Key Findings To date, the key findings are that low-dose proton irradiation of rodent and human-derived NPCs and rodent satellite cells results in reactive oxygen species and nitrogen species levels that fluctuate over time, as well as a gradual increase in superoxide levels. Further, both dose and dose rate may be key components of radioadaption in the multipotent cells when examining survival/proliferation using our priming-challenge paradigm.
Plans for Coming Year The main impact of these findings is that we will focus on better understanding the radioadaptive effect of low-dose and low-dose rate proton irradiation on the NPCs and satellite cells. The plan for the coming year is to determine the dose limits and dose rate dependence of the priming dose with respect to eliciting radioadaptation, and the temporal interval during which the cells are radioadapted. Lastly, work will continue in determining whether or not the MCAT mice are radioprotected with respect to neurogenesis.
Bertrand P. Tseng, M.D., Ph.D.
University of California, Irvine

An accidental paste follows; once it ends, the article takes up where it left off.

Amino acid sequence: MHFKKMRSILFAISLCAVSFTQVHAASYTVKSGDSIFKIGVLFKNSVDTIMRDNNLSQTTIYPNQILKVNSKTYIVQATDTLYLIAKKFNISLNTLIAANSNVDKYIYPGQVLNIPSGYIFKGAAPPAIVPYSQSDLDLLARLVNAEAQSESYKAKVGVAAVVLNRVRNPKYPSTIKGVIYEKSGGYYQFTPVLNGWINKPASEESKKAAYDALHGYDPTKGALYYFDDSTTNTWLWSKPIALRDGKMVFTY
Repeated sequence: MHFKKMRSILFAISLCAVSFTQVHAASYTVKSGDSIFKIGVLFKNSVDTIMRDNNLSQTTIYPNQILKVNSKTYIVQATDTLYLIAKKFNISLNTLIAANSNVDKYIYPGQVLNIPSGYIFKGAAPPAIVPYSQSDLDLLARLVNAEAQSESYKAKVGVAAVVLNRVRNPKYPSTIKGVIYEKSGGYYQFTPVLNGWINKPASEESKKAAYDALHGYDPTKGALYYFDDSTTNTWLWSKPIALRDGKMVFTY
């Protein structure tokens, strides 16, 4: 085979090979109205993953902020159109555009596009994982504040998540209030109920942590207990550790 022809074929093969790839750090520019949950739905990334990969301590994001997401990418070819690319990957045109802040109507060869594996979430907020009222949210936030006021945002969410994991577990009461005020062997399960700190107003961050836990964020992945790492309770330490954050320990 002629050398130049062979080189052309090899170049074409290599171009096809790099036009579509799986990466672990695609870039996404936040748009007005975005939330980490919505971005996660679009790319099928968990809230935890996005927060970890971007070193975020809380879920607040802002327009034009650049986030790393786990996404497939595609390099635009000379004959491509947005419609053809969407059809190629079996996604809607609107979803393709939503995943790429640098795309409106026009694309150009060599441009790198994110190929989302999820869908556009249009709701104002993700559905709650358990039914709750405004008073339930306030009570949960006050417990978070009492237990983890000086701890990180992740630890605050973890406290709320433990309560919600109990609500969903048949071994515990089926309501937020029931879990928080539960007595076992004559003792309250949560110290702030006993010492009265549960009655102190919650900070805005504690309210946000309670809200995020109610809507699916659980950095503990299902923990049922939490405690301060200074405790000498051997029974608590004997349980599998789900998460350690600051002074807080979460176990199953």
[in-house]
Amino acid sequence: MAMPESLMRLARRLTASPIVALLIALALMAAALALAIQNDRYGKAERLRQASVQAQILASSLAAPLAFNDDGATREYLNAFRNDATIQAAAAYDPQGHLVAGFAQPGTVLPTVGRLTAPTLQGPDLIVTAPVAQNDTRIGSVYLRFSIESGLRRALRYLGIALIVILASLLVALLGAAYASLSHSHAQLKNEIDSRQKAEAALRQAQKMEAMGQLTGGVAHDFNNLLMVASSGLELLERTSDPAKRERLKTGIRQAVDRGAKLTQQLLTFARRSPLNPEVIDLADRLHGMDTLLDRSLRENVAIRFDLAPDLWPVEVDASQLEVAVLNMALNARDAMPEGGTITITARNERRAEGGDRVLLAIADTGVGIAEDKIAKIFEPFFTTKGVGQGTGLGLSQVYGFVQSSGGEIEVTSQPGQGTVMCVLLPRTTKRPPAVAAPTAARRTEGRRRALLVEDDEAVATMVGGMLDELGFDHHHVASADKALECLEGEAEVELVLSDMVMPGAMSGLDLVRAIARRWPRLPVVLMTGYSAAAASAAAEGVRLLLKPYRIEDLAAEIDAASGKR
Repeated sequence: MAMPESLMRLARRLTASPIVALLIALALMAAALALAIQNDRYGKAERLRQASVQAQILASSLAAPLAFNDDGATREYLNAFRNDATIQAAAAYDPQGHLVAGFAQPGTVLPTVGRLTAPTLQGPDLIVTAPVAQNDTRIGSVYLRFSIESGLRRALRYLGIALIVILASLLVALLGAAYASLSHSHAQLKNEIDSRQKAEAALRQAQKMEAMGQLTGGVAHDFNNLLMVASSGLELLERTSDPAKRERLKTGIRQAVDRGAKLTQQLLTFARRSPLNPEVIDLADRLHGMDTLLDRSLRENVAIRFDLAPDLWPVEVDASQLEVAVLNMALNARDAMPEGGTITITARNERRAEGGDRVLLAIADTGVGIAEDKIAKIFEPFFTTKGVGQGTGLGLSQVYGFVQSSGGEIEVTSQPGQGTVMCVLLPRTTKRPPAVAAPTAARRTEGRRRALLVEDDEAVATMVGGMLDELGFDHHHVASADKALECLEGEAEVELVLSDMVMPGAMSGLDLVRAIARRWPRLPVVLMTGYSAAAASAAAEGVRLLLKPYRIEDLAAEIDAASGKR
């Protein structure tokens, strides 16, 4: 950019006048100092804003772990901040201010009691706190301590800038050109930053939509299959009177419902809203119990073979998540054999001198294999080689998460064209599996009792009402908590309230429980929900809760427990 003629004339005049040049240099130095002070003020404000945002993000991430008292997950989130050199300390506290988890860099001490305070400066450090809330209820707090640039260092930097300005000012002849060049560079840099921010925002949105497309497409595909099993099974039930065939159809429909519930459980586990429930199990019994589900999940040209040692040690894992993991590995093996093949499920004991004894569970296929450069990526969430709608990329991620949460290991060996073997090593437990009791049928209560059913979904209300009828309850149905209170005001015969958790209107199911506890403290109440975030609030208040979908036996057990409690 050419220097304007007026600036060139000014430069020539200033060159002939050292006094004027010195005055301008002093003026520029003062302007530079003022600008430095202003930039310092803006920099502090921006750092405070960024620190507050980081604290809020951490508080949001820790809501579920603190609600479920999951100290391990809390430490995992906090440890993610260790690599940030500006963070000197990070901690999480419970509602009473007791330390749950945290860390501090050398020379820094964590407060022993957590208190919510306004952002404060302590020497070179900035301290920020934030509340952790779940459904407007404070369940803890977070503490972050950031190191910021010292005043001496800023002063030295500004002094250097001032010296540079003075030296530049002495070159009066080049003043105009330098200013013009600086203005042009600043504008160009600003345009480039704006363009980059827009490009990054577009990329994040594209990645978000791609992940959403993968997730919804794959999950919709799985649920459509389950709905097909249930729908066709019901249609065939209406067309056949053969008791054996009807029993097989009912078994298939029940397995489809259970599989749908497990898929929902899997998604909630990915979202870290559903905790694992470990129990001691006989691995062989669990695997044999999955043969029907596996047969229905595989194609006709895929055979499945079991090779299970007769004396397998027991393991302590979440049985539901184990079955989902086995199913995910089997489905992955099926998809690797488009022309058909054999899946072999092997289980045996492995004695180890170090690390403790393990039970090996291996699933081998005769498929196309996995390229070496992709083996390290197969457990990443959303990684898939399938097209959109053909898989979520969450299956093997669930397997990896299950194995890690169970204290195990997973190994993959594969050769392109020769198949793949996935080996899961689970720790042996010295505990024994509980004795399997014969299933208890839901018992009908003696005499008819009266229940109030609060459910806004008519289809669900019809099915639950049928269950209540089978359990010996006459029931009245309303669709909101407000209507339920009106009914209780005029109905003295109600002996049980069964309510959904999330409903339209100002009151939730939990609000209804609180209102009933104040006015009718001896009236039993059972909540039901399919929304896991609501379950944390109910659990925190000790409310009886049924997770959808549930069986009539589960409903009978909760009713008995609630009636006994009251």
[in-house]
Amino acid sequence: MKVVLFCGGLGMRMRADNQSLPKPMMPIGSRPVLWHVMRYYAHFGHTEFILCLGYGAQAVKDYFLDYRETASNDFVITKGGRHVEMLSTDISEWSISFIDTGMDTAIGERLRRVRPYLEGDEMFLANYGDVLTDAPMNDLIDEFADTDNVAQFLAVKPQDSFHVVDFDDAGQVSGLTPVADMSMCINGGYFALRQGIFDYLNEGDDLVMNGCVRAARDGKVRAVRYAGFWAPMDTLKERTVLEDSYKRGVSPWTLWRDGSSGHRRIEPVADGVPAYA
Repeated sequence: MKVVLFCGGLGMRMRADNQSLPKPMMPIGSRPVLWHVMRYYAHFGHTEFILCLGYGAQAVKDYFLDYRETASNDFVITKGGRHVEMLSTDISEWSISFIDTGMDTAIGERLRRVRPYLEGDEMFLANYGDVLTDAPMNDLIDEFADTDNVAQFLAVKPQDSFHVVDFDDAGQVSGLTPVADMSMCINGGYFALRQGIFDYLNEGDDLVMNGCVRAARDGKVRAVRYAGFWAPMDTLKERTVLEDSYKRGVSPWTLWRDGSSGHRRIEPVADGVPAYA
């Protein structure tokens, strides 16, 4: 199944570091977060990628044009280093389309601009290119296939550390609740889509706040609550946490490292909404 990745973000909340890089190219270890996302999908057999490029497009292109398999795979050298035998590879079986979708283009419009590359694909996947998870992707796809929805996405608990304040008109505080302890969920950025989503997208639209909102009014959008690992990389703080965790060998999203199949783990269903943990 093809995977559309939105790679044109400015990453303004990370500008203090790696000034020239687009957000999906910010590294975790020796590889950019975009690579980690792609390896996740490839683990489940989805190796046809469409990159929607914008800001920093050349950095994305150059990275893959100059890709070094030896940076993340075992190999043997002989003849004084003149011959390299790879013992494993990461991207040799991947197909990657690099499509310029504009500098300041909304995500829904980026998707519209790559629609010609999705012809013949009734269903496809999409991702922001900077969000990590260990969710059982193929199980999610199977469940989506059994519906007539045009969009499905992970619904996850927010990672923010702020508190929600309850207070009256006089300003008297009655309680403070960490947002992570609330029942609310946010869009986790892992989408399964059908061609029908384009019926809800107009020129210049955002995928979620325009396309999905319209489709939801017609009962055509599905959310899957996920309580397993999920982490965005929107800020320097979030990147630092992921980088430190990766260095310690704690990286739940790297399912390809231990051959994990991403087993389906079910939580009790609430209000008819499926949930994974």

Very little is known about the low-dose and low-dose rate radiobiology of neural precursors cells. These studies will yield important information regarding how this radioresponse differs from the response to higher doses of ionizing radiation. Further, increased reactive oxygen species (ROS) can be damaging by challenging cellular repair and renewal processes, but it can also activate redox sensitive signaling pathways which may underlie an adaptive response in neural precursors. Our recent work has begun to elucidate the effectiveness of low-dose rate irradiation on the radioadaption of neural precursor cells, and it may prove to be quite beneficial as these dose rates better simulate the space radiation environment. Knowledge gained from understanding the mechanisms of change in oxidative stress, mitochondrial (MCAT) function and redox sensitive signaling in these experiments will provide the rationale for potentially effective countermeasure design for both acute and chronic space radiation exposure.